Billed as the star of the Atlanta Opera‘s “Aida,” soprano Mary Elizabeth Williams was scheduled to make her debut in the title role Saturday, but had to cancel with a sinus infection. In her place, veteran Aida soprano Indra Thomas sang it opening night, which was reviewed here.
Williams received a doctor’s OK during the day Tuesday — “antibiotics and steroids are wonderful things,” a physician familiar with the case told me — and she sang the role that evening.
But her voice didn’t sound 100 percent, and too detailed a description would seem unjustly definitive. Her sound flows easily, and she sculpted phrases with intelligence and emotion. We can guess that the wide, slightly unstable wobble and sandpapery tone were lingering effects of her illness. I hope to hear her again when she’s in ideal voice. (Top photo: Mezzo Elizabeth Bishop, as Amneris, and Williams as Aida. Photos by Tim Wilkerson)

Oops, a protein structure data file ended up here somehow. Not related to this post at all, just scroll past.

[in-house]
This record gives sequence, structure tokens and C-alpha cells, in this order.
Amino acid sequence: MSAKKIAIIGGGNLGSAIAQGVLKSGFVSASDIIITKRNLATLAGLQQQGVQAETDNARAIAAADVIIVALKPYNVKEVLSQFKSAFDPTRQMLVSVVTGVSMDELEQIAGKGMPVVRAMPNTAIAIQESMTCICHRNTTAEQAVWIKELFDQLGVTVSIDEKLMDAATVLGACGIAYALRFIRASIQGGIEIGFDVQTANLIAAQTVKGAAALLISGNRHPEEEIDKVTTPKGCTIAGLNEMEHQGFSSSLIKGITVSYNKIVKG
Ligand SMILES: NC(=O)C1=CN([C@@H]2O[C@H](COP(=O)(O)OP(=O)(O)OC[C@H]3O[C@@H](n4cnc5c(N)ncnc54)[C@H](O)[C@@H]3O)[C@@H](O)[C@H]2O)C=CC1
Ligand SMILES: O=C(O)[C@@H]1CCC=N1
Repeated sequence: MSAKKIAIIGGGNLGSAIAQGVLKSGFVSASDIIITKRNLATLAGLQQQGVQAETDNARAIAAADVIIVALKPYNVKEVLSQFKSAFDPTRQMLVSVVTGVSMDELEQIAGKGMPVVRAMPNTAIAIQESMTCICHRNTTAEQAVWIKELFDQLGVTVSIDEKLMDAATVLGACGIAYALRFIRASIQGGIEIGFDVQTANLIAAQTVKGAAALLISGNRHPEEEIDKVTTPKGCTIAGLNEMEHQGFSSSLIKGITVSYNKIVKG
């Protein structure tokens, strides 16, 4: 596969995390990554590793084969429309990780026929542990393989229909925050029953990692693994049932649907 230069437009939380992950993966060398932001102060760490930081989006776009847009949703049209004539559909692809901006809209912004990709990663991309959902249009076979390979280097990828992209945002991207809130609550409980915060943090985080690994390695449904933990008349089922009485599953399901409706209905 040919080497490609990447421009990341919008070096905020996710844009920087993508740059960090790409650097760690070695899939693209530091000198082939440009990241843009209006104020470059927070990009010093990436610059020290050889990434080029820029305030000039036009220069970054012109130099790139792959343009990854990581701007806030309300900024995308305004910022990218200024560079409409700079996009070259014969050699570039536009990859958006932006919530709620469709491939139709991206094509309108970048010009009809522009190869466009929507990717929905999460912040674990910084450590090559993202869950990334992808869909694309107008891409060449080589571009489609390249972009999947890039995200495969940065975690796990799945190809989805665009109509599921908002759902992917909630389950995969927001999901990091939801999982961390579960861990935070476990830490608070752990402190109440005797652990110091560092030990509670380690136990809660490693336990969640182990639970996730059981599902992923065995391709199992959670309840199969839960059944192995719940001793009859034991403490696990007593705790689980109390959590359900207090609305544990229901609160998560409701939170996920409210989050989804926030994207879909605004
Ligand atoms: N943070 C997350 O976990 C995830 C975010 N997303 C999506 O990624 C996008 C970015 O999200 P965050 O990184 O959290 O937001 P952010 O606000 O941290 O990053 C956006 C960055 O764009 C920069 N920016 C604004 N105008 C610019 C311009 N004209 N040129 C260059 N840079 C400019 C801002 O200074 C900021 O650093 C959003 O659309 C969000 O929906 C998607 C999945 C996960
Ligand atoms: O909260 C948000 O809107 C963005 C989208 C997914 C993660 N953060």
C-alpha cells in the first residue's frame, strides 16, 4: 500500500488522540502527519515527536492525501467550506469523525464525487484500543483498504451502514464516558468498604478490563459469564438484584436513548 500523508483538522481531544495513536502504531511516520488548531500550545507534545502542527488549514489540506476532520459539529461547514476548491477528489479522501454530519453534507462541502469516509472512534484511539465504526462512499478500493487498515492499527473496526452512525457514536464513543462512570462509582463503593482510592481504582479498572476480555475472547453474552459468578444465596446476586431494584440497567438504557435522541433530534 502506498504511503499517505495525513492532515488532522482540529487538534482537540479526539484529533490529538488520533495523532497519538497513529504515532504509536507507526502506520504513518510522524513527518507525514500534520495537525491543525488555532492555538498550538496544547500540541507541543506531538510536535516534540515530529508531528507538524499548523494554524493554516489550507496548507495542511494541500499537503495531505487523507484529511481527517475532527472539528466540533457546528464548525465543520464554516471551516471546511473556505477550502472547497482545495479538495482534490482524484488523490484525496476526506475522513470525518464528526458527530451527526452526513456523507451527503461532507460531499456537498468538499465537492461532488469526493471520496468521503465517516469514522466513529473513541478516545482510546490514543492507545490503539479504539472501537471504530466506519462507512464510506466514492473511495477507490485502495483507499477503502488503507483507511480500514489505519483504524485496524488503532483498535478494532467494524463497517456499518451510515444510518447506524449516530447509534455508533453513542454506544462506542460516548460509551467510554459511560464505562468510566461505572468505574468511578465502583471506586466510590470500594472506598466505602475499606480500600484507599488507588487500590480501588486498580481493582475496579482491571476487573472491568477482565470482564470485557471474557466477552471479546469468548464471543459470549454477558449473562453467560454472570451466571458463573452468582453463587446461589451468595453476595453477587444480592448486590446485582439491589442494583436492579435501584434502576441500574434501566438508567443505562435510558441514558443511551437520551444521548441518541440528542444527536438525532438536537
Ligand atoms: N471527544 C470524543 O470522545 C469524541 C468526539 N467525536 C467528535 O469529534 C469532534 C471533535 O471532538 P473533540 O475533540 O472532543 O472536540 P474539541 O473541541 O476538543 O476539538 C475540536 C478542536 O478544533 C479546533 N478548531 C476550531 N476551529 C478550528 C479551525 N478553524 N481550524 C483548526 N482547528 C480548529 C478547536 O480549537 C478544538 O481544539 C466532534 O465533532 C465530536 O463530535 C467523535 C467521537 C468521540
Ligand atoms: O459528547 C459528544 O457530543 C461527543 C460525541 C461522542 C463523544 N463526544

As an actress — physically and vocally — Williams was often riveting. There’s a pivotal scene with baritone Mark Delavan, playing her father Amonasro, the King of Ethiopia. To win his battle against the Egyptians, he needs for his daughter to get secret information.
So Amonasro uses emotional blackmail — “Your dead mother is cursing you!” — to break her spirit. Williams played it to the full — absorbing his taunts, then shattered at her father’s disapproval and desperately, pathetically, pleading for his forgiveness. In the course of a few believable moments, this regal young woman wilted and appeared the humbled child. Directed by Trevore Ross, it was a masterful scene, the emotional highlight of the evening.
Williams is scheduled to finish the run of “Aida” Friday night and Sunday afternoon. Perhaps if there’s a lesson learned, it’s just how difficult it is to sing these epic Verdi roles, requiring a balance of emotional maturity and vocal artistry and sheer athleticism. Listeners out there who heard her Tuesday and will attend one of the final performances are invited to share their comparisons on her singing.